What is a Sound Bath?

What is a Sound Bath?

Tibetan singing bowls resting on a sheepskin rug

As we dive into new seasons for renewal and fresh starts, many of us would like to wash away aspects of our psyches that do not serve us. If you are looking for new methods to enhance your wellbeing in the new year, consider a sound bath.

Natural Sound Healing

The practice of sound therapy is as old as nature itself. Listening to natural sounds like the wind blowing, birds singing, leaves rustling, or water flowing can work wonders to lower blood pressure and reduce anxiety. More organized forms of sound healing such as music therapy dates back 40,000 years to when the Ancient Greeks played flutes, lyres and zitters to heal patients of digestion, mental and sleep disturbances. A sound bath is uniquely different from both. It is an immersive auditory healing session that is intended to help ‘cleanse the soul’ using sonic vibration and frequency.

Ancient Healing

In 500 BC, Pythagoras wrote, “Each celestial body, in fact each and every atom, produces a particular sound on account of its movement, its rhythm or vibration. All these sounds and vibrations form a universal harmony in which each element, while having its own function and character, contributes to the whole.” Even though many frequencies are too low to be heard by the human ear, we do have the technology to record them, and the frequencies for every healthy tissue, organ and bone in the human body has in fact been documented. So, when a body is healthy, it hums like a well-oiled machine. When it is not, the theory is that sound is one method that can be used to restore the body back to balance.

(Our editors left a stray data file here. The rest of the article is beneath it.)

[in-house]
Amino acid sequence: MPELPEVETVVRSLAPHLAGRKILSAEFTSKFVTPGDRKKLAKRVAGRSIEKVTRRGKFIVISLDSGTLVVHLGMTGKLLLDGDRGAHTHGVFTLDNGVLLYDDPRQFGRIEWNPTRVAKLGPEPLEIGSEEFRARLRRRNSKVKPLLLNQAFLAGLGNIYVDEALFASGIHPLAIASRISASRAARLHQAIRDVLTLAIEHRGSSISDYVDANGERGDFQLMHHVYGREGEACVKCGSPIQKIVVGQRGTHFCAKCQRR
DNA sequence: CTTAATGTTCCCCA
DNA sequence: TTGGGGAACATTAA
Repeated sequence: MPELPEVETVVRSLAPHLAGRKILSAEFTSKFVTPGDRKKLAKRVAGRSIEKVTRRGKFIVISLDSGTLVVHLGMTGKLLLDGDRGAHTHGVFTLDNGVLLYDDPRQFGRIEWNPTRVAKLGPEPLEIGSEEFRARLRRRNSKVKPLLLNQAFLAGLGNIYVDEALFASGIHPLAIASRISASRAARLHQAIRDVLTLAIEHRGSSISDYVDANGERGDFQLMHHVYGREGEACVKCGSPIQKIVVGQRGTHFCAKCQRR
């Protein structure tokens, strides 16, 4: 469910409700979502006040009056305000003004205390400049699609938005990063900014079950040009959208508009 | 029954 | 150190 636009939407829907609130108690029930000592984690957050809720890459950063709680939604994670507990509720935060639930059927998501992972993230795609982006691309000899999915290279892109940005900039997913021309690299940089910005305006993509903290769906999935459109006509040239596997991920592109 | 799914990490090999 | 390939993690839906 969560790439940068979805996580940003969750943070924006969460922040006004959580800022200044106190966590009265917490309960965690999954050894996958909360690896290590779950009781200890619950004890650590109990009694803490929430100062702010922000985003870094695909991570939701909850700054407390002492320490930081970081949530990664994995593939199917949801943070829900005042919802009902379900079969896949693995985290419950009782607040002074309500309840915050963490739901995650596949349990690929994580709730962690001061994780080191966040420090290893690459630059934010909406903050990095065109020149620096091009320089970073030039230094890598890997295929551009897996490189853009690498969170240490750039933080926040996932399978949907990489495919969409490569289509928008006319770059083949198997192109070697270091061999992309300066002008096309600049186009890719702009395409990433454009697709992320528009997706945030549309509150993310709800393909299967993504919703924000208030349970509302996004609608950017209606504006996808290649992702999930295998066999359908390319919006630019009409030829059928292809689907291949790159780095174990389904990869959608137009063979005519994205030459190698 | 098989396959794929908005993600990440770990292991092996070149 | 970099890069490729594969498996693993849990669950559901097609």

“If you want to find the secrets of the universe, think in terms of energy, frequency and vibration.” – Nikola Tesla

Sound Bath Instruments

Employing such instruments as singing bowls, chimes, gongs, didgeridoos, and tuning forks, sound bath practitioners will envelop their subjects with sound to induce a more meditative state. Once in this state, the subject may be able to experience mental and emotional blockage clearing, relaxation, restoration, even physical healing.

How Sound Baths Work

During a sound bath, sonic energy vibrates through both the ears and the body. The experience is heard, felt and perceived. In some cases, sounds are soft, ethereal, calming, and soothing. In other cases, sounds are sinister, threatening, thunderous and cacophonous. Depending on the type of healing you are looking for, you will want to be choiceful in selecting the type of sound bath best suited for your desired benefit.

Clinical Proof Sound Baths Work

A study from 2016 found that people reported significantly less tension, anger, fatigue and depression after doing sound meditation with a Tibetan singing bowl. Feelings of spiritual well-being also increased, and the effects were most notable among people who had never tried sound therapy or singing bowls before.

There’s also evidence that the singing bowls can lower blood pressure and heart rate due to the fact that certain sounds activate the parasympathetic nervous system — the part of the body that regulates rest —which is what induces muscles to relax, breathing to slow, blood pressure to decrease, and heart rate to lower.

My Own Experience Attending Sound Baths

Traditional Sound Baths